Torah.org Home Subscribe Services Support Us
 
Print Version

Email this article to a friend

Parshas Matos-Masei

Collateral Damage

"War," said General Sherman, "is not the glory that boys make of it." He termed it even worse; the antithesis of Heaven. The ramifications of conflict transcend the battlefield, often impacting the lives of civilians and neutral parties in ways that are both unpredictable and terminal.

In this week's portion, Moshe is commanded to wage war against Midian, the nation whose daughters seduced the Israelites into a quagmire of sin and Divine retribution. If Hashem asks His nation to war, victory should be assured, yet this war would have devastating ramifications that would not occur through failure on the battlefield, but rather with the success of victory.

Hashem speaks: "Take vengeance for the Children of Israel against the Midianites; afterward you will be gathered unto your people" (Numbers 31:2).

The term "gathered unto your people," does not refer to a victory parade where people gather to pay homage to a victorious conqueror. Rather it means the same thing as it meant when the Torah tells us about many of our forebears. "And he gathered unto his people and he died."

Yes, Moshe was told to fight a battle for the sake of Israel's honor and then he would die. This battle was to be his last. With mission in life accomplished, and the shell of his holy body would be interred while his soul would join his Heavenly father in Heaven.

Though success on the battlefield would be his death knell, Moshe did not tarry. Immediately, in the verse after the critical directive, "Moses spoke to the people, saying, 'Arm men from among yourselves for the legion that they may be against Midian to inflict Hashem's vengeance against Midian.'" (Ibid v. 3) Moshe did not tarry nor did he bide his time with strategic planning. He prepared his nation in prompt fashion for what would be his final battle. What is interesting to note, however, is that despite the fact that Moshe's command was immediate and succinct it differed slightly from the original directive that Hashem issued.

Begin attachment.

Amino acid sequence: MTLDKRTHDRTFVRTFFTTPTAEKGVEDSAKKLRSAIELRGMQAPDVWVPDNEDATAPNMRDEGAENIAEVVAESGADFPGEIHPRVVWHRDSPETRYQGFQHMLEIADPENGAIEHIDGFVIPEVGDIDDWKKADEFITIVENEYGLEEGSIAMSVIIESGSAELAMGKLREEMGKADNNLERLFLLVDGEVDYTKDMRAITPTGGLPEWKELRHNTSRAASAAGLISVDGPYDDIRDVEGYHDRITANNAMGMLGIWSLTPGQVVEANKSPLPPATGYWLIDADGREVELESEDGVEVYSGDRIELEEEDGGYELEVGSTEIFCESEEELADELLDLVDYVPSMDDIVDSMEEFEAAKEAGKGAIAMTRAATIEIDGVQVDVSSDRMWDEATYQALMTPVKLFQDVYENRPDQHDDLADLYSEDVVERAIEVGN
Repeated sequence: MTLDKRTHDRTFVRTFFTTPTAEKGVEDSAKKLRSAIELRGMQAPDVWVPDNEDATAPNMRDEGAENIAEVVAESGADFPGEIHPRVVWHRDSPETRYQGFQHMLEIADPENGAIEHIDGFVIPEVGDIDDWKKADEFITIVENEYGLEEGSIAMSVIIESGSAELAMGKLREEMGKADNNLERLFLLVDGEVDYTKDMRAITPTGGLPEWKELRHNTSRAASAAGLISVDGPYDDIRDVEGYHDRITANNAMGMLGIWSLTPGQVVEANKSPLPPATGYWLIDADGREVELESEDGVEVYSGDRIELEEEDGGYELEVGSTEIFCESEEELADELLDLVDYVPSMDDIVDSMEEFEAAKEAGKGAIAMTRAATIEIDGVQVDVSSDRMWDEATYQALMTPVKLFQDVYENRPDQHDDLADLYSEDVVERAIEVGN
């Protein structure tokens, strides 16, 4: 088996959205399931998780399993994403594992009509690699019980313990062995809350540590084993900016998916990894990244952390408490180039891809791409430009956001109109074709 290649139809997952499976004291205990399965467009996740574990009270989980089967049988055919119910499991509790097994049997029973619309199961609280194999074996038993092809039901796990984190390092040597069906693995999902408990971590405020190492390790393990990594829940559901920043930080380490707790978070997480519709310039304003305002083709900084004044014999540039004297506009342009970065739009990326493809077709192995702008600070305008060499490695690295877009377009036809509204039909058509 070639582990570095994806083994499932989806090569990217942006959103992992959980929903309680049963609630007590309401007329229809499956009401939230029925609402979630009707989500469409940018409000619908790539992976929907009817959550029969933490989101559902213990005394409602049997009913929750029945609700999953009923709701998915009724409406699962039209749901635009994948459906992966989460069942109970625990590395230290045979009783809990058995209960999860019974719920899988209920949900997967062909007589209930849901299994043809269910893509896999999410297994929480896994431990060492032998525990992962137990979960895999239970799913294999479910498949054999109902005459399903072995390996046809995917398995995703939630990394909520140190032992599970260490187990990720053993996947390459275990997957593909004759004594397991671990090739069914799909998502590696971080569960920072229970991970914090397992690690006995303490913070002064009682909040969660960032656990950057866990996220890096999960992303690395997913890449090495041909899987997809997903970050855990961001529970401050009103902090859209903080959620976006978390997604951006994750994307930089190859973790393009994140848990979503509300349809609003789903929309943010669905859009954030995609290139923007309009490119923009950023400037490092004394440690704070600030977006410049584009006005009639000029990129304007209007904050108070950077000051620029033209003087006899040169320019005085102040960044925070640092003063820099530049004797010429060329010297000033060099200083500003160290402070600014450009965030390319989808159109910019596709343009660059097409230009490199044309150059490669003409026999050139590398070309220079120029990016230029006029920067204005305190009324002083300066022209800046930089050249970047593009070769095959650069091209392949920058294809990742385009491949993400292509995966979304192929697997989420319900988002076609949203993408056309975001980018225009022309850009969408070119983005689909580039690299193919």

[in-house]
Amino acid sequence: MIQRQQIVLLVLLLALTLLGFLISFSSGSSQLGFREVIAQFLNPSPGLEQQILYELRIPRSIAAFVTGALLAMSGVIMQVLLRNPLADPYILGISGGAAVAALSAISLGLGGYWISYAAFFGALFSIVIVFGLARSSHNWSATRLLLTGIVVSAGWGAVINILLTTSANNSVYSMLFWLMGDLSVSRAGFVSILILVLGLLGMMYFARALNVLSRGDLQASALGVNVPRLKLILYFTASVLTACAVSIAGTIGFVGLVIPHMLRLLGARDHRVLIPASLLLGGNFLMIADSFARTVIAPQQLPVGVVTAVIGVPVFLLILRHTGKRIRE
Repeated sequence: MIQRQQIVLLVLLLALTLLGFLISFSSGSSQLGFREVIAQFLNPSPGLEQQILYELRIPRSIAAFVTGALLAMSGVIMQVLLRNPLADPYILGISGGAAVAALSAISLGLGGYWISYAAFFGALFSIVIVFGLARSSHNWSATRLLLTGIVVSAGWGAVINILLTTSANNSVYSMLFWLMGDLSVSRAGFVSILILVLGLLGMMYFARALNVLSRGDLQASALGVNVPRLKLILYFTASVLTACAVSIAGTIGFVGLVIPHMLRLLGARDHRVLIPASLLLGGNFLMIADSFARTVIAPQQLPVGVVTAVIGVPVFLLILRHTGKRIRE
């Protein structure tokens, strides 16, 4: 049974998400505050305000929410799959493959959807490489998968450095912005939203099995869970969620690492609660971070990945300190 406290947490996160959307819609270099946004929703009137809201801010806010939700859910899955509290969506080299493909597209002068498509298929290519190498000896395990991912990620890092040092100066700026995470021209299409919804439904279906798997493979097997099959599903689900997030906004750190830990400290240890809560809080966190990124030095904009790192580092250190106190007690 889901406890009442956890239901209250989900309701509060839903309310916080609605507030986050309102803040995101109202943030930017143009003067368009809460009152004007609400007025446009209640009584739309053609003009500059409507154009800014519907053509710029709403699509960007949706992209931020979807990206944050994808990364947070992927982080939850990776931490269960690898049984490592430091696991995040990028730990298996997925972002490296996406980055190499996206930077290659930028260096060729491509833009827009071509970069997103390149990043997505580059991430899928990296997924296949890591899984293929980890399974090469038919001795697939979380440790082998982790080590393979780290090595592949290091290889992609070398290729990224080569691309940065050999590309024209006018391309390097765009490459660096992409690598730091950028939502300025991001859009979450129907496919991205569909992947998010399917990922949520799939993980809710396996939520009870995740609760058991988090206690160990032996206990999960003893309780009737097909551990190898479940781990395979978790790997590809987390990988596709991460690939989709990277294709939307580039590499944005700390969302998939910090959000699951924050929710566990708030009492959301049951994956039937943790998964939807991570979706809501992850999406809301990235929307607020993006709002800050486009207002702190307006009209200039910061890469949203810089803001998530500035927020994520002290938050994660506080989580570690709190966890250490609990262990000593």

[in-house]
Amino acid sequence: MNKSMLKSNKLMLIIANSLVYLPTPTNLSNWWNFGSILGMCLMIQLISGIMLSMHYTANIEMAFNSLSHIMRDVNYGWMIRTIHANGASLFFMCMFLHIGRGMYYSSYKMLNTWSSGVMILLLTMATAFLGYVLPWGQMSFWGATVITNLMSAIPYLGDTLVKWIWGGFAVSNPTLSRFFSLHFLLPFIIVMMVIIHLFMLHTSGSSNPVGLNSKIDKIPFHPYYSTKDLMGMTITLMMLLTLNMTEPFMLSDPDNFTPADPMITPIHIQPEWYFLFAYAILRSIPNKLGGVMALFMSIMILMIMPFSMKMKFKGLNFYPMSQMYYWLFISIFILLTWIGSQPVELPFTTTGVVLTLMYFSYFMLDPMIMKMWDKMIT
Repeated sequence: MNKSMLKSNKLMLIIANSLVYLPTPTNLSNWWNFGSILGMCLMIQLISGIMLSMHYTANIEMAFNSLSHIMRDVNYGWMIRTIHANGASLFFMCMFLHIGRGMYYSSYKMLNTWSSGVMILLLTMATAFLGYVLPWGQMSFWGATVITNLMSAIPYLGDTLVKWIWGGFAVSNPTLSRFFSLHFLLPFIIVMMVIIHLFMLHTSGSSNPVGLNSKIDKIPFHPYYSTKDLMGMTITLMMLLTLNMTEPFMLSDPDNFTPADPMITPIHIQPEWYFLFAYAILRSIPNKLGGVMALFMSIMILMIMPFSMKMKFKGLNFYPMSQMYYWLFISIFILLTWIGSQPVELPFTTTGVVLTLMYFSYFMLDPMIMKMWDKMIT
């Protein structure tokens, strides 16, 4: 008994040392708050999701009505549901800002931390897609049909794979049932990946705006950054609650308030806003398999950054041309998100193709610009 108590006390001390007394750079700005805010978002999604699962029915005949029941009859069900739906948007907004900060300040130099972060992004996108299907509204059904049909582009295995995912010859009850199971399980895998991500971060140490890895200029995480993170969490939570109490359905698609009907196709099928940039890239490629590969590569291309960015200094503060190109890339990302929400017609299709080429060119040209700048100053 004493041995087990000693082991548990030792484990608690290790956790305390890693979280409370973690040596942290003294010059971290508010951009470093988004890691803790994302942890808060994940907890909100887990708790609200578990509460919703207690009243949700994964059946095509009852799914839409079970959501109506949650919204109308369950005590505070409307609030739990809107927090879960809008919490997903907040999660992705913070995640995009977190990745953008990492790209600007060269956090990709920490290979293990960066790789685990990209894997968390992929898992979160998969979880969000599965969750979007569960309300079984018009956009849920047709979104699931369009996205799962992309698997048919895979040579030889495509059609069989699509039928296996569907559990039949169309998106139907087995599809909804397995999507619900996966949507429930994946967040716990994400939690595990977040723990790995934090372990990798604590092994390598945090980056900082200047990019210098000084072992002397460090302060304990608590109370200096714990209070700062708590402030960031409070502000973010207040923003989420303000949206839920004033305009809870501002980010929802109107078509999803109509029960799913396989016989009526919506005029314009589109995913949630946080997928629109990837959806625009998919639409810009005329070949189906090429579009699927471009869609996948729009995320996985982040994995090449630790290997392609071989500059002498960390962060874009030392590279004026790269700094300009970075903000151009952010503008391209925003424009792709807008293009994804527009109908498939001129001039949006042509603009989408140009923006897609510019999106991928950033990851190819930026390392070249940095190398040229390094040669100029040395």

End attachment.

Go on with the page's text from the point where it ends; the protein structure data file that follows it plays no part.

Hashem said, "Take vengeance for the Children of Israel against the Midianites." Moshe said, "to inflict Hashem's vengeance against Midian." Why did Moshe change the directive?

There is a legend told about a certain Rabbi, who was constantly tormented by the prime minister of a despot nation.

"All right, Rabbi," he taunted, "you seem to have the answer to everything. Since you are so smart," he smirked, "tell me, dear Rabbi, when will you die?"

The Rabbi knew he was in a bind. If he were to identify a date in the distant future, the king could immediately prove him wrong with a call to the executioner. Of course, if he predicted an imminent demise, the angry king would surely fulfill it.

The Rabbi, thought for a few moments and then, with a vision of clairvoyance, he smiled.

"I do not know the exact date your honor, but I can assure you one thing: I will die one day before you."